A New Biosensor for Rapid Identification of Bacterial PathogensEPA Contract Number: 68D01016
Title: A New Biosensor for Rapid Identification of Bacterial Pathogens
Investigators: Tabacco, Mary Beth
Small Business: Echo Technologies Inc.
EPA Contact: Manager, SBIR Program
Project Period: April 1, 2001 through September 1, 2001
Project Amount: $69,733
RFA: Small Business Innovation Research (SBIR) - Phase I (2001) RFA Text | Recipients Lists
Research Category: Ecological Indicators/Assessment/Restoration , SBIR - Monitoring , Small Business Innovation Research (SBIR)
There is an immediate need for rapid, portable analytical instruments to ensure the safety of natural and manmade water supplies, including source, recreational, treated, and distributed waters. Echo Technologies, Inc., proposes a Phase I project to develop and demonstrate a new type of optical biosensor that is simple, rapid, specific, and sensitive. The biosensors are based on the use of fluorescently labeled virus probes (FLVPs), which are highly specific bacteriophage particles labeled with fluorescent reporters. The sensor is monitored by wavelength-specific fluorescence spectroscopy, which indicates the presence of the phage/host complex. In Phase I, sensors will be fabricated and evaluated against bacteria posing a human health risk in recreational and other natural waters, including Escherichia and an Enterococci such as Streptococci. This sensor approach is applicable to the detection of other harmful or signature bacteria, including Bacteroides and Bifidobacterium. Sensors will be evaluated against a specific test matrix, including preliminary interferent/matrix effects testing. A breadboard miniature optoelectronic interface and data acquisition system will be demonstrated for reading the sensor. In Phase II, a prototype four-channel biosensor array will be developed using commercial off-the-shelf photonic components, and tested with selected microbial contaminants.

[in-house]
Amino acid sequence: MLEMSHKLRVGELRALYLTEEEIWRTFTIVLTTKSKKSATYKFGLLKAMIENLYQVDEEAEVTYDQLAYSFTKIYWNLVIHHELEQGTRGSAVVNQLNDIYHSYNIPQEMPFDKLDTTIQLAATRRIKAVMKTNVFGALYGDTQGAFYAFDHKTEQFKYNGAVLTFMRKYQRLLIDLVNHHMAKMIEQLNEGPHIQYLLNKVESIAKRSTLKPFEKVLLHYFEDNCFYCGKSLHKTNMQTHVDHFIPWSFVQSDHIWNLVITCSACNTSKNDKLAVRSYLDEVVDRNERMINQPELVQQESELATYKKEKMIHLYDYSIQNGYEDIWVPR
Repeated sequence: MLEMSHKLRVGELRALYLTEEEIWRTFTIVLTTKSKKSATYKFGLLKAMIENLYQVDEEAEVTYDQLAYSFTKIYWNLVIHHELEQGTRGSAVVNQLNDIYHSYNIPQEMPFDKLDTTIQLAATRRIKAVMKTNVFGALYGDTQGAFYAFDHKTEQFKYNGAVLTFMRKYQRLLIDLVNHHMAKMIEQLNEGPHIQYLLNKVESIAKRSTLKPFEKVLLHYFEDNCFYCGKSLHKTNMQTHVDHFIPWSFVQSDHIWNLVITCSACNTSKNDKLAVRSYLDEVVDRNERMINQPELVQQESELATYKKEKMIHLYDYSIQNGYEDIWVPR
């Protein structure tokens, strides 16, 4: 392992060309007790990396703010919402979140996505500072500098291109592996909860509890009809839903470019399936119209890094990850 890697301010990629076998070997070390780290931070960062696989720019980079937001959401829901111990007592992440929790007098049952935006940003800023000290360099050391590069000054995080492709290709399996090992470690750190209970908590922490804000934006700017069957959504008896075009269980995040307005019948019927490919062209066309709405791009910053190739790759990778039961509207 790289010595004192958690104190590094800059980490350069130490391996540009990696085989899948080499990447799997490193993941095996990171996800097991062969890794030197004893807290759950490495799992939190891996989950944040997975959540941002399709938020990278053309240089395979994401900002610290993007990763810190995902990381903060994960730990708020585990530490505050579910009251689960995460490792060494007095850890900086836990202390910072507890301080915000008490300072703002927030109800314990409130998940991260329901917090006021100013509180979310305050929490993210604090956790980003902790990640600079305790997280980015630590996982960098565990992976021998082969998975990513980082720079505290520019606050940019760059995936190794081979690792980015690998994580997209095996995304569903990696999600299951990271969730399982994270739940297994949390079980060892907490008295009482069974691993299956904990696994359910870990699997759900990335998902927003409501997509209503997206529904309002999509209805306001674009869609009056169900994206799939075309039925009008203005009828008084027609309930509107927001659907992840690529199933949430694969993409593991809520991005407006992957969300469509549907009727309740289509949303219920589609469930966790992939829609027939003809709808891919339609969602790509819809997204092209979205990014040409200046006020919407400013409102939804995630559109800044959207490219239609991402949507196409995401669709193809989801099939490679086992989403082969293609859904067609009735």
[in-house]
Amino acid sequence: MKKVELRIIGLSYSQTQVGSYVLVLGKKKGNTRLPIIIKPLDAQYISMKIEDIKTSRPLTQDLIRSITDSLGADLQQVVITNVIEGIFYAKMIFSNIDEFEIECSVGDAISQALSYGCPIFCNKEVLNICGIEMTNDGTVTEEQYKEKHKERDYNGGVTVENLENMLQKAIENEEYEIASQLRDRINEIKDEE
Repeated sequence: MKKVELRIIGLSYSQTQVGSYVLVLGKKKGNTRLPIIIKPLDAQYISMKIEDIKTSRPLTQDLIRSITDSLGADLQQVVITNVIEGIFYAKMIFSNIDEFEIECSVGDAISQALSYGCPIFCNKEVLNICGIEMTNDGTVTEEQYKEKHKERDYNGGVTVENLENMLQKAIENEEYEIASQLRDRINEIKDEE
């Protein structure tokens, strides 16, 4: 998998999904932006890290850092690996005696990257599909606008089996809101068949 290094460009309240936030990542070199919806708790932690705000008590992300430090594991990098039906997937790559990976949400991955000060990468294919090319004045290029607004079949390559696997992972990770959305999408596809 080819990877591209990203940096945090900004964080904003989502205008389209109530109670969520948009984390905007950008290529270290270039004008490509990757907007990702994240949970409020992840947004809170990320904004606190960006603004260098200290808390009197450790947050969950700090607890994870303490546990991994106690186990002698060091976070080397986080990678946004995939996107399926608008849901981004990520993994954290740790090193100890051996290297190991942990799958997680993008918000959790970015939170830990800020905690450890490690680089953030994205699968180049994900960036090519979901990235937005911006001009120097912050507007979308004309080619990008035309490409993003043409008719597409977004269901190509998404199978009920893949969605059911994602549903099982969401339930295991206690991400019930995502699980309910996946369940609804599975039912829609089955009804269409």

Application of the FLVP technology to solid-state optical sensing represents a new approach to the real-time detection of bacterial pathogens. This approach eliminates the need for culturing to identify pathogens, and is an important departure from immunoassay or DNA-based sensing concepts. The miniature probes are perfectly suited for incorporation in a sensor array for simultaneous detection of many bacterial pathogens.
The proposed biosensor array is applicable to both military and civilian problems such as identifying terrorist threats, ensuring the safety of food supplies, agricultural engineering, and ensuring the purity of processing water in the biotechnology and semiconductor industries. The sensors also are ideally suited to the routine monitoring of municipal water supplies for outbreaks of enteric pathogens.